Especial pains has been expended upon the Vocabulary, in order that it might be the most efficient tool possible in the translation of Vergil. It contains in most cases the first meaning of the words, whether so used in Vergil or not, and all shades of meaning found in the six books of the Aeneid, together with a reference to the place in the text where each such use first occurs. The Vocabulary thus becomes a partial concordance, which will be of value in finding many desired passages. Following the Vocabulary is a list of all words which occur ten times or more in these books of the Aeneid. For the benefit of those who need some assistance in translation, a list of the more difficult passages of the Latin, translated into English, will be found properly separated from the body of the book.
Thanks are due to Prof. Charles Chandler, of the University of Chicago, for his critical reading of the work in MS., and for his many valuable suggestions; also to Prof. F. F. Abbott, of the University of Chicago, and to Dr. Herbert C. Tolman, of the University of Wisconsin, for valuable assistance in the work of proof-reading.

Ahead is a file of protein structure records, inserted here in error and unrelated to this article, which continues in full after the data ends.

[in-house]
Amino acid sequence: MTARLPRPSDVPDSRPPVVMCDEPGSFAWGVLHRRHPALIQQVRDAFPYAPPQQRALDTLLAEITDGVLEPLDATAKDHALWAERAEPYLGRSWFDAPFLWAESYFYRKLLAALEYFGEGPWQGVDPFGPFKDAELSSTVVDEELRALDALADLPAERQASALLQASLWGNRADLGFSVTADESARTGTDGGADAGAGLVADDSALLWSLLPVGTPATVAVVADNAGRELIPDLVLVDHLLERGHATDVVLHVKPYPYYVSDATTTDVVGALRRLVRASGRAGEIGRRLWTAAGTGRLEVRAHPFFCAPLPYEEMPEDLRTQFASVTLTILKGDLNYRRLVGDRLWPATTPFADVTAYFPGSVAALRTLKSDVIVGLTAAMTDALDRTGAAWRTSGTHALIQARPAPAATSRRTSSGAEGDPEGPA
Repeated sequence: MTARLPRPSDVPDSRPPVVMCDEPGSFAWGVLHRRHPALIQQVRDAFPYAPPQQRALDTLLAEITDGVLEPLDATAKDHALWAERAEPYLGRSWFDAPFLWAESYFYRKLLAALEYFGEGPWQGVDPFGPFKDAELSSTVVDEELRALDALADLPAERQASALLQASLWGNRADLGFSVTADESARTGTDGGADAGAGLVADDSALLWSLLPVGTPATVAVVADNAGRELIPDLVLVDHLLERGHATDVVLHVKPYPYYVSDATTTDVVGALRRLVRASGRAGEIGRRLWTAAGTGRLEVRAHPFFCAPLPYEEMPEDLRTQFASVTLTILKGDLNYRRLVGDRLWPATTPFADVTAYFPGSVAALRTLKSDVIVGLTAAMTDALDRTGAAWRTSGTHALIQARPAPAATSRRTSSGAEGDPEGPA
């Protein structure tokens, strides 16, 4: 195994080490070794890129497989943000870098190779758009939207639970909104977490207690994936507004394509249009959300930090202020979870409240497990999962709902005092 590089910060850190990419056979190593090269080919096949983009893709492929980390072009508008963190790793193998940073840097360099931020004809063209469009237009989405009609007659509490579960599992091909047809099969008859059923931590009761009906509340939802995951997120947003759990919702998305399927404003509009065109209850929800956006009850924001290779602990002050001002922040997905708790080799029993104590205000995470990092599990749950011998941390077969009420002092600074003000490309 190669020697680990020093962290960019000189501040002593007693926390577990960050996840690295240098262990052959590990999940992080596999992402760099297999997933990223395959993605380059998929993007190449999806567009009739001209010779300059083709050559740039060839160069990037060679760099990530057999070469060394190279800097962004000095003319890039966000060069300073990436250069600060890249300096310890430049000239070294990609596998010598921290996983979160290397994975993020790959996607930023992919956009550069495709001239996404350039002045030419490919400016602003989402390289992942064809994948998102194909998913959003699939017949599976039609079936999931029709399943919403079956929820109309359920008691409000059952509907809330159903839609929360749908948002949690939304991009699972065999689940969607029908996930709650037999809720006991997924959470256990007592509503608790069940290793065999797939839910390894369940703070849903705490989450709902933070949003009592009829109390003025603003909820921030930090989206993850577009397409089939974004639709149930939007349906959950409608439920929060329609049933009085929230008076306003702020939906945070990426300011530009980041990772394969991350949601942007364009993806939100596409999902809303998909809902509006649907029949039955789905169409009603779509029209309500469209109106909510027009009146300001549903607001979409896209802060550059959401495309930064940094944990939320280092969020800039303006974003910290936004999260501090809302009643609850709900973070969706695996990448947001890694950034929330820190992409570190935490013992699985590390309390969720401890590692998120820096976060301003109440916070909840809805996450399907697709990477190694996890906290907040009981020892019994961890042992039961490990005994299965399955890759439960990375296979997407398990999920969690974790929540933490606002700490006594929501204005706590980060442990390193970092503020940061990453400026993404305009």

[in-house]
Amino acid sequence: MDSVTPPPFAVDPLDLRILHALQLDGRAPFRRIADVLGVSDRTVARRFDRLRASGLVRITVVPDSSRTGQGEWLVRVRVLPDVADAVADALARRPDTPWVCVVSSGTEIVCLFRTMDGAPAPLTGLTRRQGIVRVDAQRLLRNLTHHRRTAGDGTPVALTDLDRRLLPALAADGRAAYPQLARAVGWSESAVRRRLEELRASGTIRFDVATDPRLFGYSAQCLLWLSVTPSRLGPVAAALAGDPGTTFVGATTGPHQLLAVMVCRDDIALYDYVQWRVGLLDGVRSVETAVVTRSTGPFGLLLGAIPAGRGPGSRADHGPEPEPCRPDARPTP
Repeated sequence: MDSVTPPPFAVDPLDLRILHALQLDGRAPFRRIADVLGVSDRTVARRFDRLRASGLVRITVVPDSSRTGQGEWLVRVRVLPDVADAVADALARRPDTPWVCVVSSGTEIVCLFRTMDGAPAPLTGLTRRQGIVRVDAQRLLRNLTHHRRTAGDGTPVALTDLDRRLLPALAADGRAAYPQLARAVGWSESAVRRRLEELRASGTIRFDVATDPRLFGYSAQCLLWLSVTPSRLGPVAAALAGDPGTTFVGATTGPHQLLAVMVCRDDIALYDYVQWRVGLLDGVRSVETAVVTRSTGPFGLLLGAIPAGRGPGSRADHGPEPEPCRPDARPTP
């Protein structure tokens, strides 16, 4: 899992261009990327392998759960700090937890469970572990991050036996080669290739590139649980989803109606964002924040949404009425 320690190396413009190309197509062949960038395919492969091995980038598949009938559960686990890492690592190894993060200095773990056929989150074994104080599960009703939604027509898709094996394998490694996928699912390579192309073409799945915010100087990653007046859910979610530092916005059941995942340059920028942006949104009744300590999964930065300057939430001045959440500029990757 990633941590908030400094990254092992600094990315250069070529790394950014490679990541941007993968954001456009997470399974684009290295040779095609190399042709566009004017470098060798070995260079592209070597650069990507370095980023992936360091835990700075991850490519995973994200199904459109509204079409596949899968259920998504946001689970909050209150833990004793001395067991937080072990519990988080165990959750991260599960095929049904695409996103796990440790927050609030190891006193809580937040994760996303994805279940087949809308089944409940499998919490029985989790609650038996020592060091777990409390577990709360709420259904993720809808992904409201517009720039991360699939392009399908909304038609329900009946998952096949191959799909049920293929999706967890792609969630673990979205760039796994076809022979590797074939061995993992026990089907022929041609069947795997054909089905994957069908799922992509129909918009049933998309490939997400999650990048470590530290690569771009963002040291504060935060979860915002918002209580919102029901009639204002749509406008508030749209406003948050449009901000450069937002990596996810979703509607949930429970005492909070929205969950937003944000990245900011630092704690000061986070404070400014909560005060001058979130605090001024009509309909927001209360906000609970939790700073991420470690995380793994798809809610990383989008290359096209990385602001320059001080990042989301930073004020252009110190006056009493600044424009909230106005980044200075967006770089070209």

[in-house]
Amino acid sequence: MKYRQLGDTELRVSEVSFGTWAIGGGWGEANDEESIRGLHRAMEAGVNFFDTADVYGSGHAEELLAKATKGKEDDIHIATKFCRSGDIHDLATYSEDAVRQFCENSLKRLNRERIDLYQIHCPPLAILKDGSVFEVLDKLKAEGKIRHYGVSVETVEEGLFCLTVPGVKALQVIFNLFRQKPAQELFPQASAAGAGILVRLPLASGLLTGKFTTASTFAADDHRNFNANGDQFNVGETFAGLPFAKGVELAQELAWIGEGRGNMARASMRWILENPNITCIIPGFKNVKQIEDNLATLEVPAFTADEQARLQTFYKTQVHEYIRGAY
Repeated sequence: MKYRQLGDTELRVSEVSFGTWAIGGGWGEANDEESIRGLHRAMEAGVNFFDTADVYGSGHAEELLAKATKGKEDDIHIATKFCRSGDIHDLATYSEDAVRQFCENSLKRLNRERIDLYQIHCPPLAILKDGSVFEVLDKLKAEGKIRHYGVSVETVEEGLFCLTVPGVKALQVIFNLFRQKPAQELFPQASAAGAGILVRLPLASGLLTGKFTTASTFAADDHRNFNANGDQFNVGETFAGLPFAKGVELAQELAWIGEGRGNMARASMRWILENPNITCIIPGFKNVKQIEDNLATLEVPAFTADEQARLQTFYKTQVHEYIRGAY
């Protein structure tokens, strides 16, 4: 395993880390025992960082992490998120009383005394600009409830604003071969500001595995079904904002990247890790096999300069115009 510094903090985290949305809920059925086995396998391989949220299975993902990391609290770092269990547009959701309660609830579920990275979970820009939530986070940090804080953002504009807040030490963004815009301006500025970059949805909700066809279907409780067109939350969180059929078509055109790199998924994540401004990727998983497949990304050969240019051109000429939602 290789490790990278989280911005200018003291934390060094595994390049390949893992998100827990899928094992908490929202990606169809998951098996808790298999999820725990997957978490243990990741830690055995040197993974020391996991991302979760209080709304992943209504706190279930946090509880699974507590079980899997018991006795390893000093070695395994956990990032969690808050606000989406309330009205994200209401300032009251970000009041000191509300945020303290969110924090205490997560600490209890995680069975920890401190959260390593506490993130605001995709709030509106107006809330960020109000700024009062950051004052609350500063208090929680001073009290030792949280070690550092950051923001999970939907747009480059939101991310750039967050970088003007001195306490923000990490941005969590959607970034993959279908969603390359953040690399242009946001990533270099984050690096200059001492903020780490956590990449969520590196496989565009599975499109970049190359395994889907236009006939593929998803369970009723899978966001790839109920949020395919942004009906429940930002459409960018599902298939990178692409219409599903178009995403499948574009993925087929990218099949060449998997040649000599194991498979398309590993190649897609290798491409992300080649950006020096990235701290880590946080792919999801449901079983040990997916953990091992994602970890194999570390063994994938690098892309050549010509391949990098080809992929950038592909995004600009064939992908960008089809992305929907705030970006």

WILLIAM R. HARPER.
PREFACE TO THE BUCOLICS.
N adding the Eclogues to this volume, the authors have had regard to the
request of a large number of teachers who desire to give their classes more of Vergil than the six books of the Aeneid. The work has been made to accord with the matter and method of the first edition, embodying numerous new illustrations and references. The following new features have been added: (1.) The quantity of all long vowels in the text has been indicated. This is in line with the growing desire of the most advanced teachers of Latin that the student become acquainted from the beginning with the quantities of vowels. This text, as marked, will serve as an excellent drillground for rhythmical reading before the student has mastered the principles of quantity; and will in the course of such drill fix in his mind, through familiarity with the words, many quantities, even before he turns to the more exact study of the principles of quantity. (2.) Two facsimile representations of old manuscripts have been introduced, which will give the student some idea of the difficulties to be encountered in the field of text edition, and will in part explain the possibility of large variations in different texts. (3.) The Vocabulary has been enlarged by the addition of all words found in the Eclogues and not in the Aeneid. At the same time the whole Vocabulary has been carefully revised, and all long vowels, including hidden quantities. have been marked.
W. R. H.
F. J. M.